A Pretty Deceit (A Verity Kent Mystery)

Written by Anna Lee Huber
Review by G. J. Berger

In October 1919, 23-year-old Verity Kent and her husband, Sidney, are trying to shed the traumas of WWI and settle back into the upper-crust British lives they came from. Both have survived their duties in the Secret Service and the carnage all around them on the Continent.

Verity’s Aunt Ernestine calls for help to find paintings and smaller valuables missing from her estate in the Wilshire countryside. During the war, Ernestine had allowed RAF airmen from the adjacent airfield to billet in the manor house. Verity and Sidney quickly solve the painting mystery, but the suspicious deaths of the main groundskeeper and then a maid complicate the assignment. Several of the household help and even airmen become possible suspects.

Another deadly mystery unfolds side-by-side with Aunt Ernestine’s troubles. Lord Ardmore, high up in Britain’s military, seems bent on murdering people close to Verity and Sydney. He may be hiding a large-scale treasonous operation. Huber fully set up the Lord Ardmore capers in an earlier Verity Kent book. In this novel, some characters and complicated clues related to Ardmore appear abruptly and become a bit difficult to connect without reading that novel.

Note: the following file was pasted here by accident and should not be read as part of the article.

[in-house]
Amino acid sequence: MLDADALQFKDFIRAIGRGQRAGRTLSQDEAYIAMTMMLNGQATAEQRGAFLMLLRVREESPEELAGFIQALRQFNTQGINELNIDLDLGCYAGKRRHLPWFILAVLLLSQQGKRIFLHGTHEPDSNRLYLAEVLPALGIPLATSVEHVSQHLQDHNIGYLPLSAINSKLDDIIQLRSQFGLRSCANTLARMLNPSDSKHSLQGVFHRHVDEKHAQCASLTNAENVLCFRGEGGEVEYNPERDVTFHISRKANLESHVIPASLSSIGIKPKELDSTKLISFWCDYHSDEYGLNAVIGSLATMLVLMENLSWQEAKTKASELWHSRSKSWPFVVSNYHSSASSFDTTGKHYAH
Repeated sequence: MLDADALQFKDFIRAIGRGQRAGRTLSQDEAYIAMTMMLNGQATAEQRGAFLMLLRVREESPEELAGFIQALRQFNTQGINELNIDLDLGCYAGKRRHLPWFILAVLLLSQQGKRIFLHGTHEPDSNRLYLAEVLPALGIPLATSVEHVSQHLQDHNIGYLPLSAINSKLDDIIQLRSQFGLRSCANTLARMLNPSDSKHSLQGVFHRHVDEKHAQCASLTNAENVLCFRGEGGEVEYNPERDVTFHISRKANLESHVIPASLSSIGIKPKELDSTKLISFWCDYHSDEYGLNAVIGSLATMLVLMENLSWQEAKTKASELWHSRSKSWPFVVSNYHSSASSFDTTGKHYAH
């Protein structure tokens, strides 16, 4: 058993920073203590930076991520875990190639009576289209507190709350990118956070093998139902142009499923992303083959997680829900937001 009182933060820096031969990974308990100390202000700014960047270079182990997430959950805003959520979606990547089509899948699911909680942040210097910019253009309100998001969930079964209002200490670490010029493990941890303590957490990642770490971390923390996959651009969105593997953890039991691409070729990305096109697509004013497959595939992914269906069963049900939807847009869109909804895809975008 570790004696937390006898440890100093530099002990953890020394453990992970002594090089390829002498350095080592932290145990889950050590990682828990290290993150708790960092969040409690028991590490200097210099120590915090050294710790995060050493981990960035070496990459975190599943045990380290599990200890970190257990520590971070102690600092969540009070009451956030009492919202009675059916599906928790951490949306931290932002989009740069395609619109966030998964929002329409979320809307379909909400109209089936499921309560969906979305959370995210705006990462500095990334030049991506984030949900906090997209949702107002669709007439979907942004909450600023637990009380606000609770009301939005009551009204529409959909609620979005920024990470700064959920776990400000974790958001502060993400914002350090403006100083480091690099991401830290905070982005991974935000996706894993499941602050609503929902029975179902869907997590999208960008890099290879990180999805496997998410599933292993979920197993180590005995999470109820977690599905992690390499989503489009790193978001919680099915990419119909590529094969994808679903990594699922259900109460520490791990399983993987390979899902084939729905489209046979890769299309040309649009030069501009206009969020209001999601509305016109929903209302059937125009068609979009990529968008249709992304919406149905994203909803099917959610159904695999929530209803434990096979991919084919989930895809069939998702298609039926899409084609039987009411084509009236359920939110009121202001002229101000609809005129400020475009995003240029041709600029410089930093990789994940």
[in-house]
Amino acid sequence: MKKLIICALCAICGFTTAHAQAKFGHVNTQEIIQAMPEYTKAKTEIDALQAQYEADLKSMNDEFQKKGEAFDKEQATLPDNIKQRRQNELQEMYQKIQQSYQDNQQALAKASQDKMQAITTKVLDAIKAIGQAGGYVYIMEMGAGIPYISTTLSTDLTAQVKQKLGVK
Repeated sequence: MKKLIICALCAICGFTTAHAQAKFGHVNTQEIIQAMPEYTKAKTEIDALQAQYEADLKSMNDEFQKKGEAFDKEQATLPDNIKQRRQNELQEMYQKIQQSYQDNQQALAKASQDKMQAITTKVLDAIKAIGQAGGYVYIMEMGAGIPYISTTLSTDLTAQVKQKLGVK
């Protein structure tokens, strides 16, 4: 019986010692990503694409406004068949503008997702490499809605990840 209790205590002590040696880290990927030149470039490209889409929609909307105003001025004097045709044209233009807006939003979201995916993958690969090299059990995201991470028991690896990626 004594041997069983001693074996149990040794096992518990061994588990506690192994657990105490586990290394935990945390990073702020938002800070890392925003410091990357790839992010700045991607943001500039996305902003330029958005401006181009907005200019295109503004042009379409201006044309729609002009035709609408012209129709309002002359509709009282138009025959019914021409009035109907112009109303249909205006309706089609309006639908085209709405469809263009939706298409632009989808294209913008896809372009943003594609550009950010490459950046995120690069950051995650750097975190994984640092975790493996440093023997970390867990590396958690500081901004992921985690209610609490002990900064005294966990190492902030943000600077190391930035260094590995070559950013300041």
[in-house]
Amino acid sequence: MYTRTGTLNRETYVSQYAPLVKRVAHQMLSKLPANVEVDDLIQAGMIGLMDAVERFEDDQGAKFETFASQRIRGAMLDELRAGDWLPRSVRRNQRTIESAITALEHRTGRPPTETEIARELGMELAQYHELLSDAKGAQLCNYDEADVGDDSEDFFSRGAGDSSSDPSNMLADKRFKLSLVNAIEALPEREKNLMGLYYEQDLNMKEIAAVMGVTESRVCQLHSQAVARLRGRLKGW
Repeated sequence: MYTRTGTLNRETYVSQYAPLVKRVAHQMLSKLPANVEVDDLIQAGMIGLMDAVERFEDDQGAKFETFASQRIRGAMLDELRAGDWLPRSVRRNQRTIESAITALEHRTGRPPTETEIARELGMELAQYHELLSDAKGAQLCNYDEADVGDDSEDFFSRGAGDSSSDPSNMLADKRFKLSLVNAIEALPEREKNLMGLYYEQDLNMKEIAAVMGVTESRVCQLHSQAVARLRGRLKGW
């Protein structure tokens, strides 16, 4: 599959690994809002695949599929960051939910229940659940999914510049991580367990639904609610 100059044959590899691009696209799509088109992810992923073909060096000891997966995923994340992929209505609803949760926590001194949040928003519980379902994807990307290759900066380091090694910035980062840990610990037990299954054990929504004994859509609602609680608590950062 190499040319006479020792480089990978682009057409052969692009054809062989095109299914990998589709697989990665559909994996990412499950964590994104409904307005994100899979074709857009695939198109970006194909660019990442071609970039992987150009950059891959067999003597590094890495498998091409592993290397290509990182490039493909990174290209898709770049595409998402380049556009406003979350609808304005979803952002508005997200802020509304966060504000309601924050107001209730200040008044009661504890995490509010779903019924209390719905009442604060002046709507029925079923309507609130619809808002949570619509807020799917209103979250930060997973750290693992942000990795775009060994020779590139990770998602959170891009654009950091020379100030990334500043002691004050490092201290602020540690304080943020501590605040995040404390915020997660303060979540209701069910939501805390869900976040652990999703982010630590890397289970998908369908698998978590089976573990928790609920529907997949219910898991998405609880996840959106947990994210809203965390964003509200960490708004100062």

Huber expertly portrays the PTSD effects on Verity and Sidney inflicted by the Great War while they struggle to keep themselves and others out of danger. The Downton Abbey-like households and society tiers are well done and ring true. Some readers may be put off by the too-modern ease with which telephone calls are made and received in 1919. Overall, this story will work well for readers of the Verity Kent novels and others who enjoy immersion in the lives and times of England between the two World Wars.